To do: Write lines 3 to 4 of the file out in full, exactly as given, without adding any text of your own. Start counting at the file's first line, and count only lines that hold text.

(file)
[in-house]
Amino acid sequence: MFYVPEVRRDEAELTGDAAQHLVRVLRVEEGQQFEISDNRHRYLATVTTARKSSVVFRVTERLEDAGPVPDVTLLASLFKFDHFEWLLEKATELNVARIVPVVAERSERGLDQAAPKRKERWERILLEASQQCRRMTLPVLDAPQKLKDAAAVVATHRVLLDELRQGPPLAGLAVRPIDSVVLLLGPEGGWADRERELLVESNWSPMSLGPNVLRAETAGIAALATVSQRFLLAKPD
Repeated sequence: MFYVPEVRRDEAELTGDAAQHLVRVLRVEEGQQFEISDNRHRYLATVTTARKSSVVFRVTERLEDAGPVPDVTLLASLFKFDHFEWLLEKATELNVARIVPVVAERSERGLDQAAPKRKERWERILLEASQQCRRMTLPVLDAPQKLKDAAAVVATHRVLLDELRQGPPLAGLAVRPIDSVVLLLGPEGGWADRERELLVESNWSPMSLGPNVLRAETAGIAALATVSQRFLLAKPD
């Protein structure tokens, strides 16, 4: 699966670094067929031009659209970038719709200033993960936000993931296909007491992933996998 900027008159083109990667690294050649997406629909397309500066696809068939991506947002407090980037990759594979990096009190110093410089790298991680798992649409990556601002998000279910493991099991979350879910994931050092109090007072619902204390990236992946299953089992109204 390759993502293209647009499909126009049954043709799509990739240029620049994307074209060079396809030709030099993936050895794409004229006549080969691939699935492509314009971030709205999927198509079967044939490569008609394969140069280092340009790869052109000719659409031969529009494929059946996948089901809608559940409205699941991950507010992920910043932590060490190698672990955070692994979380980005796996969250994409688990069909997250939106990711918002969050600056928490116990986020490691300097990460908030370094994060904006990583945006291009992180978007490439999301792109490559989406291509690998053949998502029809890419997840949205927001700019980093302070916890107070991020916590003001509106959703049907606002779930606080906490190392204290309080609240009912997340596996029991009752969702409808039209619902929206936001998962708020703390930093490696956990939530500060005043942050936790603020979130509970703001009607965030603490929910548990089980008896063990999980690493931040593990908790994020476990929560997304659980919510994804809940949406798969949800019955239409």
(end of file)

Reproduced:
Repeated sequence: MFYVPEVRRDEAELTGDAAQHLVRVLRVEEGQQFEISDNRHRYLATVTTARKSSVVFRVTERLEDAGPVPDVTLLASLFKFDHFEWLLEKATELNVARIVPVVAERSERGLDQAAPKRKERWERILLEASQQCRRMTLPVLDAPQKLKDAAAVVATHRVLLDELRQGPPLAGLAVRPIDSVVLLLGPEGGWADRERELLVESNWSPMSLGPNVLRAETAGIAALATVSQRFLLAKPD
């Protein structure tokens, strides 16, 4: 699966670094067929031009659209970038719709200033993960936000993931296909007491992933996998 900027008159083109990667690294050649997406629909397309500066696809068939991506947002407090980037990759594979990096009190110093410089790298991680798992649409990556601002998000279910493991099991979350879910994931050092109090007072619902204390990236992946299953089992109204 390759993502293209647009499909126009049954043709799509990739240029620049994307074209060079396809030709030099993936050895794409004229006549080969691939699935492509314009971030709205999927198509079967044939490569008609394969140069280092340009790869052109000719659409031969529009494929059946996948089901809608559940409205699941991950507010992920910043932590060490190698672990955070692994979380980005796996969250994409688990069909997250939106990711918002969050600056928490116990986020490691300097990460908030370094994060904006990583945006291009992180978007490439999301792109490559989406291509690998053949998502029809890419997840949205927001700019980093302070916890107070991020916590003001509106959703049907606002779930606080906490190392204290309080609240009912997340596996029991009752969702409808039209619902929206936001998962708020703390930093490696956990939530500060005043942050936790603020979130509970703001009607965030603490929910548990089980008896063990999980690493931040593990908790994020476990929560997304659980919510994804809940949406798969949800019955239409």